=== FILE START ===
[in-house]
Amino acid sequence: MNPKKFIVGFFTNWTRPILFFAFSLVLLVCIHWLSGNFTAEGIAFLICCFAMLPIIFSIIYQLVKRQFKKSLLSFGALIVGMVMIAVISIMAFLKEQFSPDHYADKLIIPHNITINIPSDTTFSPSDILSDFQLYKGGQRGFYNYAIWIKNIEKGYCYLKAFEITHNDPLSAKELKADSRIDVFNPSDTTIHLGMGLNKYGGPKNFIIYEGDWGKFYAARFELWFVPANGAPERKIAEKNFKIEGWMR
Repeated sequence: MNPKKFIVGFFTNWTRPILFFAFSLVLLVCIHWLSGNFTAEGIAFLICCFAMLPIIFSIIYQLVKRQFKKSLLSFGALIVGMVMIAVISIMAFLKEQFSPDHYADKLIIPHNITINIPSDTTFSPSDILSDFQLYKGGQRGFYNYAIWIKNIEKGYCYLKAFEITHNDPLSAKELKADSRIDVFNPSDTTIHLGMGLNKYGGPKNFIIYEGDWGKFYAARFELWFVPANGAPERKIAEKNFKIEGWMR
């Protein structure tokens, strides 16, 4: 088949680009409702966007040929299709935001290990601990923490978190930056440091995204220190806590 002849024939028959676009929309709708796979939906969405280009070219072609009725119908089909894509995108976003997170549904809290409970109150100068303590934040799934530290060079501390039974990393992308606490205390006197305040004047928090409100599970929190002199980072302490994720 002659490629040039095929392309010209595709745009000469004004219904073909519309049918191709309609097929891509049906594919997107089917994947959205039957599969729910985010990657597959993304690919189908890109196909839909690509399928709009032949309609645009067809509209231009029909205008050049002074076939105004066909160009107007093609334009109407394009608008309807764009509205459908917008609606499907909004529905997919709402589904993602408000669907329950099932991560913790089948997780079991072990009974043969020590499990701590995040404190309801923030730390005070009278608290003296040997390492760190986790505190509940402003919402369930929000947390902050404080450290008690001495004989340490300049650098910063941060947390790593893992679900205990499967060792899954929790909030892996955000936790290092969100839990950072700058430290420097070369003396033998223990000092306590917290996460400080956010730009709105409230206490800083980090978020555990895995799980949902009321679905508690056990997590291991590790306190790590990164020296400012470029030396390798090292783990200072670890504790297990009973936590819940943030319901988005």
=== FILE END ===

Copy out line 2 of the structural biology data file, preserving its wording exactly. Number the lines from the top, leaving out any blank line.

Amino acid sequence: MNPKKFIVGFFTNWTRPILFFAFSLVLLVCIHWLSGNFTAEGIAFLICCFAMLPIIFSIIYQLVKRQFKKSLLSFGALIVGMVMIAVISIMAFLKEQFSPDHYADKLIIPHNITINIPSDTTFSPSDILSDFQLYKGGQRGFYNYAIWIKNIEKGYCYLKAFEITHNDPLSAKELKADSRIDVFNPSDTTIHLGMGLNKYGGPKNFIIYEGDWGKFYAARFELWFVPANGAPERKIAEKNFKIEGWMR